It’s been well over a week since a conservative radio host launched intoÂ a not-uncommon series of misogynisitic ad feminam attacksÂ against a womenÂ speaking onÂ an issue ofÂ concern to women.Â Â The woman, Sandra Fluke, a Georgetown University Law student,Â was invitedÂ by CongressÂ toÂ speak on the issue of mandatedÂ contraception coverage for women.Â Â The relevantÂ part of herÂ remarks can be read here.
Rush Limbaugh has such a long history of dishonesty and abuse that his viewsÂ no longer deserveÂ rational analysis.Â I’m sorry for theÂ millions of listenersÂ who listen to him.Â I’m especially sorryÂ for those who listen only becauseÂ they find his brand of humor funny.Â Â It’s best, I think, notÂ to develop a taste for certain things.
Some people defending Limbaugh, on the other hand, do warrant discussion.Â Â Here isÂ fairly well knownÂ professorÂ ofÂ economics at the University of Rochester, Steve Landsburg.
Rush Limbaugh is under fire for responding in trademark fashion to the congressional testimony of Georgetown law student Sandra Fluke, who wants you to pay for her contraception. If the rest of us are to share in the costs of Ms. Flukeâ€™s sex life, says Rush, we should also share in the benefits, via the magic of online video. For this, Rush is accused of denying Ms. Fluke her due respect.
But while Ms. Fluke herself deserves the same basic respect we owe to any human being, herÂ position â€” which is whatâ€™s at issue here â€” deserves none whatsoever. It deserves only to be ridiculed, mocked and jeered. To treat it with respect would be a travesty. I expect there are respectable arguments for subsidizing contraception (though I am skeptical that there are arguments sufficiently respectable to win me over), but Ms. Fluke made no such argument. All she said, in effect, was that she and others want contraception and they donâ€™t want to pay for it.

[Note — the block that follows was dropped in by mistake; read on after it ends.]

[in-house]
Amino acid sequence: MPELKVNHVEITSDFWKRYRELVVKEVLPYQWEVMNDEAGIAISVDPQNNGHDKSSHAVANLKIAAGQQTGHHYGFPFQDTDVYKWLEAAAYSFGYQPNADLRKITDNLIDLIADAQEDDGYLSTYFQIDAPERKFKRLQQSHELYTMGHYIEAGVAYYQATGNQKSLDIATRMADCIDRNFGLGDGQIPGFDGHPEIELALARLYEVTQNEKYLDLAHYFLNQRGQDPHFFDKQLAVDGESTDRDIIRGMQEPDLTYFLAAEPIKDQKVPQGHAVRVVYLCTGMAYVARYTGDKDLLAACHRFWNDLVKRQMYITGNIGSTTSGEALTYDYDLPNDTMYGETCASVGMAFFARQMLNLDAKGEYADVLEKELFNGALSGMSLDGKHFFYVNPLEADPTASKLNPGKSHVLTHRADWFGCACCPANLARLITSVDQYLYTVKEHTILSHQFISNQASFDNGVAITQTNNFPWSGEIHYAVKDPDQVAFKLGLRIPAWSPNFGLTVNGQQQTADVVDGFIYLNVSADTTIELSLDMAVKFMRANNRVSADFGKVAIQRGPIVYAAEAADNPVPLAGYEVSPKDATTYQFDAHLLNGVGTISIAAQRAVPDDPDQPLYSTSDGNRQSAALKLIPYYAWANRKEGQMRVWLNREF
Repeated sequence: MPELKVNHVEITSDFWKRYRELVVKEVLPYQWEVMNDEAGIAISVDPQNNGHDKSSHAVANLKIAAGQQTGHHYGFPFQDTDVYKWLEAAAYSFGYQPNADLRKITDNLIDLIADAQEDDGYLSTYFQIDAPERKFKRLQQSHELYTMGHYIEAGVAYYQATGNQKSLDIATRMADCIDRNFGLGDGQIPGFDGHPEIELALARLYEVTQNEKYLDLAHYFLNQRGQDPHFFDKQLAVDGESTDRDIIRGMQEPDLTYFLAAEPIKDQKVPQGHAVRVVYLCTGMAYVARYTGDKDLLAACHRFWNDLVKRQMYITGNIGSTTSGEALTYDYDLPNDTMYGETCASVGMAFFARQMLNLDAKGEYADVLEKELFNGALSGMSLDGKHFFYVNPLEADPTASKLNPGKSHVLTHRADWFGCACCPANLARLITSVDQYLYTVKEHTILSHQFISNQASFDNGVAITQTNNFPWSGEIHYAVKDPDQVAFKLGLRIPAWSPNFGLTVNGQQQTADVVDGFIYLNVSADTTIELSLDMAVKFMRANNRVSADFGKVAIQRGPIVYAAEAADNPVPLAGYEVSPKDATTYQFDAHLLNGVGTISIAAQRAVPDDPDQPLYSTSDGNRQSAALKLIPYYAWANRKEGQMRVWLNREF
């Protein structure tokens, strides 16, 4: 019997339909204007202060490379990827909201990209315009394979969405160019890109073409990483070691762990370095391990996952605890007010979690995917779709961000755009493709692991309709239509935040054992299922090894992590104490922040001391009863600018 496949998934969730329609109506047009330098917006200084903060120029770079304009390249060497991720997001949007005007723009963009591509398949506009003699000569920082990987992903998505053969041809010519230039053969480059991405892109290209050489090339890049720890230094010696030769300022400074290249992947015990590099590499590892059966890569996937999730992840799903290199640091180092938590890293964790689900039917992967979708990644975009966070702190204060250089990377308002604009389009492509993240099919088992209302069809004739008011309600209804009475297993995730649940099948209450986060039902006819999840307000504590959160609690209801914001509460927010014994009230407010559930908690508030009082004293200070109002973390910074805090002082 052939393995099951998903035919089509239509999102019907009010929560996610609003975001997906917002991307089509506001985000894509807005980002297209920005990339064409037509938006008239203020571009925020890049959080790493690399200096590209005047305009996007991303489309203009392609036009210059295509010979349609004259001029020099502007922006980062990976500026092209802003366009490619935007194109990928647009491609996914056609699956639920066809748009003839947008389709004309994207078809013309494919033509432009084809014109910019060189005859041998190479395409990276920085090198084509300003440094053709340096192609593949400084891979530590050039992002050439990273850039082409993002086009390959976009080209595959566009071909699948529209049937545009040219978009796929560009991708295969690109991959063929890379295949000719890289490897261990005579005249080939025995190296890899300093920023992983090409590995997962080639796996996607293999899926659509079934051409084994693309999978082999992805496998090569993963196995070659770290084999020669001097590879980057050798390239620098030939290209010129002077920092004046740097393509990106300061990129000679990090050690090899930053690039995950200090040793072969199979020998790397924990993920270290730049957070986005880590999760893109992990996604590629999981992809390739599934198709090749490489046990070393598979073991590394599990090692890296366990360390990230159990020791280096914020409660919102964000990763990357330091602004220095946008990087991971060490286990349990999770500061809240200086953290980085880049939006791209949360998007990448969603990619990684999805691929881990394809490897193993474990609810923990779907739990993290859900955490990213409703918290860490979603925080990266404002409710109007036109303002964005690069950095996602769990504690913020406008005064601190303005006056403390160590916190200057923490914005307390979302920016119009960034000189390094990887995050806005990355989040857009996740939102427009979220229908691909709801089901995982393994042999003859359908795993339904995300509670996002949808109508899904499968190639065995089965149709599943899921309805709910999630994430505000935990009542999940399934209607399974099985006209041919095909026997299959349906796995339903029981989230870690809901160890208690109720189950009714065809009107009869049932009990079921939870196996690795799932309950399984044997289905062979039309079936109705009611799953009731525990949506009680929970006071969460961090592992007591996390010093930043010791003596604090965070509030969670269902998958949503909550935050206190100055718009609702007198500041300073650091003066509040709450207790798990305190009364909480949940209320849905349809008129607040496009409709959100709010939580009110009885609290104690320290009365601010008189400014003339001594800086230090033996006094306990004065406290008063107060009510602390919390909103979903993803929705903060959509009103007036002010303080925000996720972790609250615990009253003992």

To his credit, Rush stepped in to provide the requisite mockery. To his far greater credit, he did so with a spot-on analogy: If I can reasonably be required to pay for someone elseâ€™s sex life (absent any argument about externalities or other market failures), then I can reasonably demand to share in the benefits. His dense and humorless critics notwithstanding, I am 99% sure that Rush doesnâ€™t actually advocate mandatory on-line sex videos. What he advocates is logical consistency and an appreciation for ethical symmetry. So do I. Color me jealous for not having thought of this analogy myself.
It is funny howÂ so many of our debates concern the rules ofÂ our debates.Â Many claim–correctly in my view–thatÂ Limbaugh brokeÂ basic argument rules,Â distorting a person’s words to malign her (fallacious ad hominem attacks, straw men, etc.).Â Â This fellow,Â Steven Landsburg, inexplicably, thinksÂ Limbaugh hasÂ not in factÂ done this, but has rather zeroed in on the critical issue–whetherÂ you and IÂ should pay for this woman to have sex.
That, however,Â wasn’t nearly the point of Limbaugh’s 46 or so tirades.Â Â Here’s one:
She’s having so much sex she can’t afford the contraception. She wants you and me and the taxpayers to pay her to have sex. What does that make us? We’re the pimps.
And LandsburgÂ thinks only the wordÂ “slut” was out of order.
Thereâ€™s one place where I part company with Rush, though: He wants to brand Ms. Fluke a â€œslutâ€ because, he says, sheâ€™s demanding to be paid for sex. There are two things wrong here. First, the word â€œslutâ€ connotes (to me at least) precisely the sort of joyous enthusiasm that would render payment superfluous. A far better word might have been â€œprostituteâ€ (or a five-letter synonymÂ therefor), but thatâ€™s still wrong because Ms. Fluke is not in fact demanding to be paid for sex. (Not that thereâ€™s anything wrong with that.) She will, as I understand it, be having sex whether she gets paid or not. Her demand is to be paid. The right word for that is something much closer to â€œextortionistâ€. Or better yet, â€œextortionist with an overweening sense of entitlementâ€. Is there a single word for that?
I’mÂ sad for this guy’s students, his department, and his university.